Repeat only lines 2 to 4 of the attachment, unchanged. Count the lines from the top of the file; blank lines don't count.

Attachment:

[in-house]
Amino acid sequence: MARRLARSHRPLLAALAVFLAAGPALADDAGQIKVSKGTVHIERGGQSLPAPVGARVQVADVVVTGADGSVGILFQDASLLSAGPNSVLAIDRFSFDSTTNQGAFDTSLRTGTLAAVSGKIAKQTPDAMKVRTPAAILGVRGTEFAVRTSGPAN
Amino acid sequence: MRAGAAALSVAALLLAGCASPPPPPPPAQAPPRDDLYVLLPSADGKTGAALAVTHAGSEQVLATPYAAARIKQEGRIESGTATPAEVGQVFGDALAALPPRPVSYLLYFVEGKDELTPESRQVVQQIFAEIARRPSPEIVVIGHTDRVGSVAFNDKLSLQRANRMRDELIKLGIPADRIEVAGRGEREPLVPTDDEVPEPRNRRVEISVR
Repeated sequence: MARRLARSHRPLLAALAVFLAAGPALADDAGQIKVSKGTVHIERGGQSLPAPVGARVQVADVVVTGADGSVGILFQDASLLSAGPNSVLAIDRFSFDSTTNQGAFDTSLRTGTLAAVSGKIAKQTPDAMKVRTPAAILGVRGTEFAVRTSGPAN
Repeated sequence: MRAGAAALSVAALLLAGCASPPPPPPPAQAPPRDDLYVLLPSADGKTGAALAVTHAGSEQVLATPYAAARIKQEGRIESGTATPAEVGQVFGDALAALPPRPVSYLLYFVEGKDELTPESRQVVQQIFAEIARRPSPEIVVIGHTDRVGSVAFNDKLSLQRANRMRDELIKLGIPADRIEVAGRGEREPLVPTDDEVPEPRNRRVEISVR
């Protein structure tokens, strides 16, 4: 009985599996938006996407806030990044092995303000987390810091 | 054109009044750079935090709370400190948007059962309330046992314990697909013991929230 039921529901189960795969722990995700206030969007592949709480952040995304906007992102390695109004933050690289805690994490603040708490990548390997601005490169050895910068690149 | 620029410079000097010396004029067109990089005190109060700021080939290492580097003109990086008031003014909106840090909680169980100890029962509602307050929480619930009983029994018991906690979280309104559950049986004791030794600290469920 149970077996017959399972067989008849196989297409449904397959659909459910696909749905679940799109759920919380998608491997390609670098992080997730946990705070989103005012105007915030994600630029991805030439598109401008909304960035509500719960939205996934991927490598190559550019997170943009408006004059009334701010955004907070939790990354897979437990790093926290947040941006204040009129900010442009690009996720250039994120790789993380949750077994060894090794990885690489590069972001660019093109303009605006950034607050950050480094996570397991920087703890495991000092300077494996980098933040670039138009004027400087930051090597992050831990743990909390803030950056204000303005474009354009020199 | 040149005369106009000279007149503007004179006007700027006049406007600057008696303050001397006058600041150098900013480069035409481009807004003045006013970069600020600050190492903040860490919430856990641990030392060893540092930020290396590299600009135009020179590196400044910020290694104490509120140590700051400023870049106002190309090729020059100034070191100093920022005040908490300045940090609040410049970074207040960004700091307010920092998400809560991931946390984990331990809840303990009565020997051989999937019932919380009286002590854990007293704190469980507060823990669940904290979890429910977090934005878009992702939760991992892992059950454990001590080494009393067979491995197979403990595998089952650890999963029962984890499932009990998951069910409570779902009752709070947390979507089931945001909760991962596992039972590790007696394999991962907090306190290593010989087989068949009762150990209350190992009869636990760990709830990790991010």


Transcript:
Amino acid sequence: MARRLARSHRPLLAALAVFLAAGPALADDAGQIKVSKGTVHIERGGQSLPAPVGARVQVADVVVTGADGSVGILFQDASLLSAGPNSVLAIDRFSFDSTTNQGAFDTSLRTGTLAAVSGKIAKQTPDAMKVRTPAAILGVRGTEFAVRTSGPAN
Amino acid sequence: MRAGAAALSVAALLLAGCASPPPPPPPAQAPPRDDLYVLLPSADGKTGAALAVTHAGSEQVLATPYAAARIKQEGRIESGTATPAEVGQVFGDALAALPPRPVSYLLYFVEGKDELTPESRQVVQQIFAEIARRPSPEIVVIGHTDRVGSVAFNDKLSLQRANRMRDELIKLGIPADRIEVAGRGEREPLVPTDDEVPEPRNRRVEISVR
Repeated sequence: MARRLARSHRPLLAALAVFLAAGPALADDAGQIKVSKGTVHIERGGQSLPAPVGARVQVADVVVTGADGSVGILFQDASLLSAGPNSVLAIDRFSFDSTTNQGAFDTSLRTGTLAAVSGKIAKQTPDAMKVRTPAAILGVRGTEFAVRTSGPAN